You can tell already, can’t you? Right, let’s get on with it: To begin with, we were seated and offered drinks. These came after about 10 minutes – an orange juice and a vodka & tonic…with plastic straws in them. Classy, eh?

Next up, we were served with amuses bouches in the form of snapper ceviche and cucumber jelly. Really quite nice. The waitress cleared the plates away:

“Did you enjoy your amuses bouches?”
“Yes” replied Nicola, “my bouche was very amused.”
“Never heard that one before” was the sarky comeback from the waitress.

The starters, when they arrived, were competently-seared scallops and a crab raviolo (described on the menu as ravioli, but we can’t all be experts in Italian, can we?...well, actually, if you’re running a top-class restaurant, you really should know this).

When the main courses arrived, they were tepid. They had clearly been sitting on the pass (get me with my restaurant terminology! A sure sign of spending too much time watching Masterchef) for a while as the pur̩e had developed a crust. Things improved with the cheeseboard Рwe shared a plate of one English, one Spanish and three New Zealand cheeses, served with home-made (apparently) raisins and half a poached pear.

After tea and coffee, we found that it was gone eleven o’clock. So, over three and a half hours to serve a three-course meal. They must be watching the snails and tortoises whizz past in the kitchen. Thank god we didn’t go for the degustation menu – we’d still be sitting there come breakfast time at that rate.

So far, of four top-class restaurants that we’ve sampled, three have been found wanting in some respect. The only place we’ve been to so far that hasn’t cocked it up in some way is Matterhorn.

Wednesday, February 9, 2011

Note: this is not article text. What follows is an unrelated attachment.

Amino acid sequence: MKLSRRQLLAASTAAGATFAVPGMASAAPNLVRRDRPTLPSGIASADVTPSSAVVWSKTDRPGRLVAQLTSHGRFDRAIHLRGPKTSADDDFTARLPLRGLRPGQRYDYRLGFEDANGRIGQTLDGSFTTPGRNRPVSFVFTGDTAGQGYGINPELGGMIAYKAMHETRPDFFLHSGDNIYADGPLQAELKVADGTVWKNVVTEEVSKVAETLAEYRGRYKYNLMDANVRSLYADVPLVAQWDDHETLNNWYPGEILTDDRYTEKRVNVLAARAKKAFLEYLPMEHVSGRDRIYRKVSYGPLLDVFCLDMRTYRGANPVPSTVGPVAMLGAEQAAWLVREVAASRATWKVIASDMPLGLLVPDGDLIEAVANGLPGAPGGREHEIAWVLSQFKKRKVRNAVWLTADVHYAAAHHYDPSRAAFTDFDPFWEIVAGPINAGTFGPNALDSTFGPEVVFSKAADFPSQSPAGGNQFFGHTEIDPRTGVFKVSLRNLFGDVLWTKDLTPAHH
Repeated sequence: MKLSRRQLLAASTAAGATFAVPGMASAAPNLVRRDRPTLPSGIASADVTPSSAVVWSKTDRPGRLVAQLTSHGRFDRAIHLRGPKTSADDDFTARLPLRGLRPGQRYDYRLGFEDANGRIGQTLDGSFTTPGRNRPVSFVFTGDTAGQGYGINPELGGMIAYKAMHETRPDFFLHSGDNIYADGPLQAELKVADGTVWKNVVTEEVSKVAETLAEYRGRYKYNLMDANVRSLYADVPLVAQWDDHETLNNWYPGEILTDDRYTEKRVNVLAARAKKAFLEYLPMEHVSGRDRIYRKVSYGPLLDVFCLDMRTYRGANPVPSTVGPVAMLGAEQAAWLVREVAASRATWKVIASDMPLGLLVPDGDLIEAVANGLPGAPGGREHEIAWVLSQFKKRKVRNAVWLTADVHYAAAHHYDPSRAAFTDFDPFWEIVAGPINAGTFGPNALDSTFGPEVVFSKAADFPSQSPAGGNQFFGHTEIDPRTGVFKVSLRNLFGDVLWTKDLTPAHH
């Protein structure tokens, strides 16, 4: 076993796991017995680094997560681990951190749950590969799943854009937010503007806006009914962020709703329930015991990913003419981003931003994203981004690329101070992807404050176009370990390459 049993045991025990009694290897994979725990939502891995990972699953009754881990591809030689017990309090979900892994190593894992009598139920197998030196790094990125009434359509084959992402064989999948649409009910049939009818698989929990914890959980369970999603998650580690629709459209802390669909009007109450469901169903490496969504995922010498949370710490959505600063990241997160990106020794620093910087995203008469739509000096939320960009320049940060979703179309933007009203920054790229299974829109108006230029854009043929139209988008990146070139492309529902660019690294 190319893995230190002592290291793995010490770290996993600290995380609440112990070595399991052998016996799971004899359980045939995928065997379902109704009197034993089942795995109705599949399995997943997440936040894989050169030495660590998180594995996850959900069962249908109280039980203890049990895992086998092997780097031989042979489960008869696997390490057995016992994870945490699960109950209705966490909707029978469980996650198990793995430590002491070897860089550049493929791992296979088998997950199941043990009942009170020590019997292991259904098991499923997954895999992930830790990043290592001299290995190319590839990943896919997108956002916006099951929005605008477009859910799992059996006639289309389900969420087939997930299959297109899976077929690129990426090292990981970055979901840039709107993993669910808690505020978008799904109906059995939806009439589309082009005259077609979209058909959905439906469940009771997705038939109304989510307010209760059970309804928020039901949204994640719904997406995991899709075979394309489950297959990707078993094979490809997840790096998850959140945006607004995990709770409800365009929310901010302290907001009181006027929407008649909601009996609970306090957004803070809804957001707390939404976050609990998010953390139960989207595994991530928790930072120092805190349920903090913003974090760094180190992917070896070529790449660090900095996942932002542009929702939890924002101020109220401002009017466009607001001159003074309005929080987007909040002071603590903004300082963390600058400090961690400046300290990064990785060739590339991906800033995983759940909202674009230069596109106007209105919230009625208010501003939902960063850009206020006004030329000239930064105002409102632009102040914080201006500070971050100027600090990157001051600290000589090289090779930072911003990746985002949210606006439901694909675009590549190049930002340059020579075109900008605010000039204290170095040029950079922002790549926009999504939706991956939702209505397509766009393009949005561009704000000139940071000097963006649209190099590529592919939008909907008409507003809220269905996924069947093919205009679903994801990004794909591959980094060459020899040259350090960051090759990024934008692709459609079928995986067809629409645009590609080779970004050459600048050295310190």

Chocolate Ice Cream

So, I thought I’d make some chocolate ice cream. I looked up a few recipes on the internet, and eventually settle on one. Then I adapted it, because when I was making the custard, I thought it didn’t look dark enough instead of adding 150g of dark chocolate, I chucked the whole 250g bar in.

500 ml cream
250 ml milk
250 g chocolate
110 g caster sugar
4 egg yolks

Usual method to make the custard – heat the cream and milk gently, and add the chocolate, and stir until completely melted and almost boiling. Whisk the egg yolks together with the sugar (I now have a handy rotary whisk to do this with), and add a bit of the chocolate cream at a time, mixing as you go. Then return the whole lot to the saucepan and heat gently until it thickens (the proverbial “coats the back of a wooden spoon” test).

Tasted it tonight – it was yummy! Nicola didn’t like it though, so I’ll just have to eat it all myself.

Thursday, February 3, 2011

The Boys Are Back In Town

This weekend, the NZI Rugby Sevens come to town. The tournament is played over Friday and Saturday at the Westpac Stadium. Today there was a parade of all the teams through the centre of Wellington, with their cheerleaders. I didn’t manage to see the whole parade in my lunch break, but from what I saw the Argentinians definitely had the best cheerleaders!

The England team went through on their float.

Tickets for the tournament sell out very quickly, and many people rely on getting them through corporate allocations. We were too late this year, but I think we’ll go and do it one year sometime in the near future. It’s traditional for Wellingtonians to wear fancy dress for the tournament, so we look forward to seeing those over Friday and Saturday – and possibly posted on here over the weekend. On Saturday night, Courtenay Place is closed to traffic and it turns into one giant party venue once the tournament is over.

New Terms

Dancing restarted a couple of weeks ago – this term we’re learning the rumba, samba, and improving our other dances – in particular (so far) our foxtrotting. And the quiz at the Backbencher started again on Tuesday – we started the season off with a creditable 2nd place – would’ve won if we’d got the connection round right!